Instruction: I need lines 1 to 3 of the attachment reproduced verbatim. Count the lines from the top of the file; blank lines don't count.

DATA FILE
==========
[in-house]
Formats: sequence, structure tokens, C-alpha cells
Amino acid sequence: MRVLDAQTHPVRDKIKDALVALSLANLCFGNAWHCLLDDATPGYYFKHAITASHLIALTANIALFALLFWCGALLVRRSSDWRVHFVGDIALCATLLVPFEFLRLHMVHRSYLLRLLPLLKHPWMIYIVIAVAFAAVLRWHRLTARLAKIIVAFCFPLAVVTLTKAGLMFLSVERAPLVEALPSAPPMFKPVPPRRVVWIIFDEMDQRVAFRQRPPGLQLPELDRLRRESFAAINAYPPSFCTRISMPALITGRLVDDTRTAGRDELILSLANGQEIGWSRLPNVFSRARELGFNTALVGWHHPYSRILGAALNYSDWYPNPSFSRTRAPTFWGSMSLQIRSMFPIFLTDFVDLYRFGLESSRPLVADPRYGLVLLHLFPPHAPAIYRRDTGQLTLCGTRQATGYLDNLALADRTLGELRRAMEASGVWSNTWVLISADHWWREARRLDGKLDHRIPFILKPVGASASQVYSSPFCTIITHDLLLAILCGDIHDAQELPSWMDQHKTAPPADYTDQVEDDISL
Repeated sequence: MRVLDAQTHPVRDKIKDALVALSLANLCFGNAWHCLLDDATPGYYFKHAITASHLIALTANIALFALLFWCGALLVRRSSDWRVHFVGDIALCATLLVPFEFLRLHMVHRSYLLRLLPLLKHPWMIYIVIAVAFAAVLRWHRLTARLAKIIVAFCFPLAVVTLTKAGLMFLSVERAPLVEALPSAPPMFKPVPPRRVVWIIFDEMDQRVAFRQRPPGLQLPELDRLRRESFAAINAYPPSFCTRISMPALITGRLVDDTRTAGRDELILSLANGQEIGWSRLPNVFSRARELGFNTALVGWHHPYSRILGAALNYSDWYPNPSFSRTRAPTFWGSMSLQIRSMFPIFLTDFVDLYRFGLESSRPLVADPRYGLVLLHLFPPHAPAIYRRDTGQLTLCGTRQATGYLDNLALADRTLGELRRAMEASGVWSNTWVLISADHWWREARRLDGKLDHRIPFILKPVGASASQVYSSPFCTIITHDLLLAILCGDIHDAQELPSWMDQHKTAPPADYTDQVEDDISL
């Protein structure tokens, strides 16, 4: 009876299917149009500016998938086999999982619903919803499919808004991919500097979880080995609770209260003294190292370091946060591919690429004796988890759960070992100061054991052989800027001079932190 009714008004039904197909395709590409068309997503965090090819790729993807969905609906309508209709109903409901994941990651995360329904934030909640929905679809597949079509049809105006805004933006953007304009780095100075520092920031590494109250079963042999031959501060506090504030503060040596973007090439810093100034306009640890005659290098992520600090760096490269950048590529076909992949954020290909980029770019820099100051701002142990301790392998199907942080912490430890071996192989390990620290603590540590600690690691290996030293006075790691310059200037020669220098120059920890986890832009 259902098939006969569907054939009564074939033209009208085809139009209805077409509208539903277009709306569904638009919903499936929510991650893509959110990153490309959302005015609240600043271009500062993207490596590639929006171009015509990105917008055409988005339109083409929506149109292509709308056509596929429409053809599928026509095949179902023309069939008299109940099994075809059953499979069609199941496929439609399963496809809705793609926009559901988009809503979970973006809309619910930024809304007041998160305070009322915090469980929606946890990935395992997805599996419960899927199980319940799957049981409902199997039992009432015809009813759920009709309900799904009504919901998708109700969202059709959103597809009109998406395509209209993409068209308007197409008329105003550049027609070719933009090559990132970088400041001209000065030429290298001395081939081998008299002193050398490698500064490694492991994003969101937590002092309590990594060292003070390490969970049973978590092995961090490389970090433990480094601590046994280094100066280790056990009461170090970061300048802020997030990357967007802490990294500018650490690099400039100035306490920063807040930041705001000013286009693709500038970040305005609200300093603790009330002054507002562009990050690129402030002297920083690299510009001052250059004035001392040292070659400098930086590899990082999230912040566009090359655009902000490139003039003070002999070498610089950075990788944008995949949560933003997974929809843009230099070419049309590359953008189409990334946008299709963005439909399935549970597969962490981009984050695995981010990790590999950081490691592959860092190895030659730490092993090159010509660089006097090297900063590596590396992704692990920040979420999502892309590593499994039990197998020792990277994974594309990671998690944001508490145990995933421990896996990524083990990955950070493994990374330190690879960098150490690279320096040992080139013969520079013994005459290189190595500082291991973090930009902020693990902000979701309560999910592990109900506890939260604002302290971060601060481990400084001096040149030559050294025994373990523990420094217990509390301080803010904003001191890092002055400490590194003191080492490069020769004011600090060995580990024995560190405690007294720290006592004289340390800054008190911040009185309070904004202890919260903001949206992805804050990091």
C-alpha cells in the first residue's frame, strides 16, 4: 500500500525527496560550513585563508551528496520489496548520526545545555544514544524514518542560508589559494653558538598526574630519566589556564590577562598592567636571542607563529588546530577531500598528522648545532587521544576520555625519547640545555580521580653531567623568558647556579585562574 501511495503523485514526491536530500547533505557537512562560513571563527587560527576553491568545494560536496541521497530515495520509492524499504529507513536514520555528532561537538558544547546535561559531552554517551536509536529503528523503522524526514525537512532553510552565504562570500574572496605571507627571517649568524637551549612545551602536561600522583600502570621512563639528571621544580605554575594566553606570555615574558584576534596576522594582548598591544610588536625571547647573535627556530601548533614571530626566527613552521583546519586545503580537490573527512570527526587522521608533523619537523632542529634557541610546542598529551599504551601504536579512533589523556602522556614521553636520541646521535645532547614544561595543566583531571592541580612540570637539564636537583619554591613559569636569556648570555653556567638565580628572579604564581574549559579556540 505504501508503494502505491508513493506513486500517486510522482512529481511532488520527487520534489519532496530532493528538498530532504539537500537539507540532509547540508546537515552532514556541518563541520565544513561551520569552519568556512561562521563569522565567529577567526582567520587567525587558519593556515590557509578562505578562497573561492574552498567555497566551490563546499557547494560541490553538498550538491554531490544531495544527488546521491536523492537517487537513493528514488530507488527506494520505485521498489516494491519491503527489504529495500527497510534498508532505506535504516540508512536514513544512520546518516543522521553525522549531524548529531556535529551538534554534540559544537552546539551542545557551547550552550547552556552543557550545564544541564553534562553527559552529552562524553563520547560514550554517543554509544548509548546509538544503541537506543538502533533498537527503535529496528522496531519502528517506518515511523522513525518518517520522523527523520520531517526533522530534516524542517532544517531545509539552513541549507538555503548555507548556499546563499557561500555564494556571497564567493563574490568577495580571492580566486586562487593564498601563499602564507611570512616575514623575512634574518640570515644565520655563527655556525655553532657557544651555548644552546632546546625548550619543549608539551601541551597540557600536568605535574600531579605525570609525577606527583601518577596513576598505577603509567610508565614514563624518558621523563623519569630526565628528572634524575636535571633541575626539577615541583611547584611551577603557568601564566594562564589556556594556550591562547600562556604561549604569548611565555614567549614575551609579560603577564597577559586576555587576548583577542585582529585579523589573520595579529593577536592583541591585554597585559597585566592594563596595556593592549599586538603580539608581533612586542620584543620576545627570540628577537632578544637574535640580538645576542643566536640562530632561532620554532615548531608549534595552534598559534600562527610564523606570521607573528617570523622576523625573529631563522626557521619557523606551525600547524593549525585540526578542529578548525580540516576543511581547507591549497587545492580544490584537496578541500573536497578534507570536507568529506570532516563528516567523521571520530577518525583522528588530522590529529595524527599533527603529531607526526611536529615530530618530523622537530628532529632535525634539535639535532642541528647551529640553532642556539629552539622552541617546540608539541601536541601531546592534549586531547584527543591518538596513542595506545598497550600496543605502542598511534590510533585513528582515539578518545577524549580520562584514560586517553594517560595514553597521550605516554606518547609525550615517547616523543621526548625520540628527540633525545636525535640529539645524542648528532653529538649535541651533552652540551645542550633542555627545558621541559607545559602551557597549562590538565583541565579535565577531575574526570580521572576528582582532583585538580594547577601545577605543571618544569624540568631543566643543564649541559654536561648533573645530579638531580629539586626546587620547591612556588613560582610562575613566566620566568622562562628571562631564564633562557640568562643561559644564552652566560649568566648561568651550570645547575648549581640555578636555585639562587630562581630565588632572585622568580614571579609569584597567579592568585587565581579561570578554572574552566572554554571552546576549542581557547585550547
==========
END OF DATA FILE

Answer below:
[in-house]
Formats: sequence, structure tokens, C-alpha cells
Amino acid sequence: MRVLDAQTHPVRDKIKDALVALSLANLCFGNAWHCLLDDATPGYYFKHAITASHLIALTANIALFALLFWCGALLVRRSSDWRVHFVGDIALCATLLVPFEFLRLHMVHRSYLLRLLPLLKHPWMIYIVIAVAFAAVLRWHRLTARLAKIIVAFCFPLAVVTLTKAGLMFLSVERAPLVEALPSAPPMFKPVPPRRVVWIIFDEMDQRVAFRQRPPGLQLPELDRLRRESFAAINAYPPSFCTRISMPALITGRLVDDTRTAGRDELILSLANGQEIGWSRLPNVFSRARELGFNTALVGWHHPYSRILGAALNYSDWYPNPSFSRTRAPTFWGSMSLQIRSMFPIFLTDFVDLYRFGLESSRPLVADPRYGLVLLHLFPPHAPAIYRRDTGQLTLCGTRQATGYLDNLALADRTLGELRRAMEASGVWSNTWVLISADHWWREARRLDGKLDHRIPFILKPVGASASQVYSSPFCTIITHDLLLAILCGDIHDAQELPSWMDQHKTAPPADYTDQVEDDISL